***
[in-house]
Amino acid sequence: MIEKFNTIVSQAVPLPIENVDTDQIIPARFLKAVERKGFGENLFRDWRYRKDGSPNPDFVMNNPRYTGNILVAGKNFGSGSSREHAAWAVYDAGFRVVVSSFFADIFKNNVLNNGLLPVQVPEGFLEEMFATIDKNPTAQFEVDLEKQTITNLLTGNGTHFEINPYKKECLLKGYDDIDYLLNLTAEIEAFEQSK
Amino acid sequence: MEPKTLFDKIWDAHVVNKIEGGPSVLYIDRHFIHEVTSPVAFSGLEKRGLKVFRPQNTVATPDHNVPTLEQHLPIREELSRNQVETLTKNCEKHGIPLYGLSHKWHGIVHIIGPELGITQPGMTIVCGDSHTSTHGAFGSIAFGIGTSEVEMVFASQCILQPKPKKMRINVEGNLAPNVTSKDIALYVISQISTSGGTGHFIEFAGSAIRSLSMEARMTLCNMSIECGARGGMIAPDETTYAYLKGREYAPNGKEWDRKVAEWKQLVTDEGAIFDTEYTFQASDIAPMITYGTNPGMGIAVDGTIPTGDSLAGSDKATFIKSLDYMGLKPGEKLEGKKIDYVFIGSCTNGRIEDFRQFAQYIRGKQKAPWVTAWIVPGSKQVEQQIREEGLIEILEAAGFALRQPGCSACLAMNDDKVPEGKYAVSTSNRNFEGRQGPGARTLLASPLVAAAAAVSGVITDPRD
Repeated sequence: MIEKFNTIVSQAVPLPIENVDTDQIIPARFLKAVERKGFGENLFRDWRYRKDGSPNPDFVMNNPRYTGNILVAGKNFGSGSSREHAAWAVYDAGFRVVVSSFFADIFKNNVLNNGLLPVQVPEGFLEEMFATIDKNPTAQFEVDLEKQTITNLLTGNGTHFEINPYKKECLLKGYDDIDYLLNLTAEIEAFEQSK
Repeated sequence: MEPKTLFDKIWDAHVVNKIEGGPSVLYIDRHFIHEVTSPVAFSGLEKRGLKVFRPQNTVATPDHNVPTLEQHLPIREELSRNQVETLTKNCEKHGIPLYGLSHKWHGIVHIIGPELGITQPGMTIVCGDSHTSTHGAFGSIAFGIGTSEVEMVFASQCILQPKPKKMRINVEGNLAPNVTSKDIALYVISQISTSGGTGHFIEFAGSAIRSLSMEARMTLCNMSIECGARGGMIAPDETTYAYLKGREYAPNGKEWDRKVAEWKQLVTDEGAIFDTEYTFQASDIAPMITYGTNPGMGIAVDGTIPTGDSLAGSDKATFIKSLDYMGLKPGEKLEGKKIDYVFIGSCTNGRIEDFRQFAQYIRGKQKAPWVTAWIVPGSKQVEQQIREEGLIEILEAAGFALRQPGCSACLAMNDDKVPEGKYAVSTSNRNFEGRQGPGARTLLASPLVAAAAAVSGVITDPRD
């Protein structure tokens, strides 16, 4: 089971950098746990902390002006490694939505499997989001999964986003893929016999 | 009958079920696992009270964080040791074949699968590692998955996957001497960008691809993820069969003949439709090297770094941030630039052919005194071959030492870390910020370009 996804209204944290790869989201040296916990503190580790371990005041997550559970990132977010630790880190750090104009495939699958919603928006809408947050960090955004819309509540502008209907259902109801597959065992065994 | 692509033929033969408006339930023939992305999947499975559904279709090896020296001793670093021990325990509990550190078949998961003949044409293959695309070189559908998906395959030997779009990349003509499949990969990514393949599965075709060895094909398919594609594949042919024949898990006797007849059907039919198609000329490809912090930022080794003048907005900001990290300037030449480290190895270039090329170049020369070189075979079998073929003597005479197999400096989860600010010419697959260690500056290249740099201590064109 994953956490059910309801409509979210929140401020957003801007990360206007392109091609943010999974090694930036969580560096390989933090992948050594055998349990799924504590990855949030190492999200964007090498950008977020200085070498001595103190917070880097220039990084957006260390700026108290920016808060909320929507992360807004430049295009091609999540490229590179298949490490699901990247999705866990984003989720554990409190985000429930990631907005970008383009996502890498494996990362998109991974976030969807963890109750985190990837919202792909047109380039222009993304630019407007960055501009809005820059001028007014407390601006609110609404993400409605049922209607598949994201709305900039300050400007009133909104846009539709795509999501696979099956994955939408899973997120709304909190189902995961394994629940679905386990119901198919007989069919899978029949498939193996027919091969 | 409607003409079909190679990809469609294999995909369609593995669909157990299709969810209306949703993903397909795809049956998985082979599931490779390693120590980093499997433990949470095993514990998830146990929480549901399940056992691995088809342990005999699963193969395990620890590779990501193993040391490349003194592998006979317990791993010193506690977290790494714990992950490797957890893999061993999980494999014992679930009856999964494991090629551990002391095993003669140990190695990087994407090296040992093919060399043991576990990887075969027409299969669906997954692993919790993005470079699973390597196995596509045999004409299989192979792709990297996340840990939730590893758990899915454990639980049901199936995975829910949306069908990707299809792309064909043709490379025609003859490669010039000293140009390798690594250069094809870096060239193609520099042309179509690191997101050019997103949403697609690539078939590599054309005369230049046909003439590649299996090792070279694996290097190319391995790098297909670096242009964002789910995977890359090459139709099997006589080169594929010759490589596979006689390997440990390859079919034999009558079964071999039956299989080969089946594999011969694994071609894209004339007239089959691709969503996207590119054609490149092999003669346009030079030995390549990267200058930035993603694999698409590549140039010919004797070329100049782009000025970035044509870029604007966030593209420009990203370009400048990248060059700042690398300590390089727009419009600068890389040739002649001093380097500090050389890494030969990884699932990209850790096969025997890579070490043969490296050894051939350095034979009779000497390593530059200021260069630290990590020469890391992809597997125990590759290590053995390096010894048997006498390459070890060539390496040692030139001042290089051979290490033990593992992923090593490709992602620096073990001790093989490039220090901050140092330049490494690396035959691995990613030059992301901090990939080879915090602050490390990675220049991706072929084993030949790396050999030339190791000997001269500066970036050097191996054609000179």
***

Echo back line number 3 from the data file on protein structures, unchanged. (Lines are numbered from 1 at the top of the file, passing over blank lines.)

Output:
Amino acid sequence: MEPKTLFDKIWDAHVVNKIEGGPSVLYIDRHFIHEVTSPVAFSGLEKRGLKVFRPQNTVATPDHNVPTLEQHLPIREELSRNQVETLTKNCEKHGIPLYGLSHKWHGIVHIIGPELGITQPGMTIVCGDSHTSTHGAFGSIAFGIGTSEVEMVFASQCILQPKPKKMRINVEGNLAPNVTSKDIALYVISQISTSGGTGHFIEFAGSAIRSLSMEARMTLCNMSIECGARGGMIAPDETTYAYLKGREYAPNGKEWDRKVAEWKQLVTDEGAIFDTEYTFQASDIAPMITYGTNPGMGIAVDGTIPTGDSLAGSDKATFIKSLDYMGLKPGEKLEGKKIDYVFIGSCTNGRIEDFRQFAQYIRGKQKAPWVTAWIVPGSKQVEQQIREEGLIEILEAAGFALRQPGCSACLAMNDDKVPEGKYAVSTSNRNFEGRQGPGARTLLASPLVAAAAAVSGVITDPRD